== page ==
Re-embracing Warren?

RE-EMBRACING WARREN?…. Looking over the “accomplishments” listed on the Republican National Committee’s entertaining new website, we find this gem from 1954: “A Republican Wrote the Brown v. Board of Education decision.”

In 1954, the U.S. Supreme Court ruled that racial segregation in public schools is unconstitutional. The author of Brown v. Board of Education was a Republican, Chief Justice Earl Warren.

Warren entered Republican politics in 1938 with his election as Attorney General of California. Four years later, he was elected Governor. Earl Warren delivered the keynote address at the 1944 Republican National Convention and was the GOP’s 1948 vice presidential nominee. President Eisenhower appointed him Chief Justice in September 1953.

I suspect the RNC knows this, but modern, conservative Republicans hate Earl Warren. He’s been reviled for decades. Even Eisenhower, upon leaving office in 1961, reflected on his biggest mistakes during his two terms and said “they are both on the Supreme Court,” in reference to Warren and William Brennan, both of whom turned out to be far more liberal than the Republican president had hoped.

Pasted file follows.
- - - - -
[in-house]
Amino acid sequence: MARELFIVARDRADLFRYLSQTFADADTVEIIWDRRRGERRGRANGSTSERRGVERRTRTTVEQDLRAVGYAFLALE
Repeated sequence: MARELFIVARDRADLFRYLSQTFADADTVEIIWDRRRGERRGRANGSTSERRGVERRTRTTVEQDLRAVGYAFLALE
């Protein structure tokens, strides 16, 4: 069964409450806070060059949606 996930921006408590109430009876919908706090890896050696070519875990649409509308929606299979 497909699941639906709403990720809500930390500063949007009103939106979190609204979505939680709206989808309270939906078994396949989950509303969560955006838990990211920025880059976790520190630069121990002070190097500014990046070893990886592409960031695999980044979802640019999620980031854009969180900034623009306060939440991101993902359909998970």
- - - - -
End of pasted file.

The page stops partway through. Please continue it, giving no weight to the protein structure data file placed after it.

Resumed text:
Indeed, for the right, the dreaded Warren Court is a model of “judicial activism.” Earl Warren is considered by today’s Republicans as the kind of high court justice to avoid. For the Republican National Committee, in 2009, to characterize Warren as some kind of Republican hero, and the Brown decision as a Republican “accomplishment,” is ridiculous.

But perhaps I’m being too hasty here. Perhaps this signifies a change in Republican direction. If the RNC now wants to re-embrace Earl Warren and hold him out as an example of party greatness, I’d be delighted.

I kind of doubt it, though. This is, more likely, a cheap an embarrassing attempt for the RNC to characterize itself as diverse and tolerant. It’s not subtle: “Look, Warren was a liberal Republican! See how great we are on civil rights?”

I’m curious if the Republican base is comfortable with nonsense like this.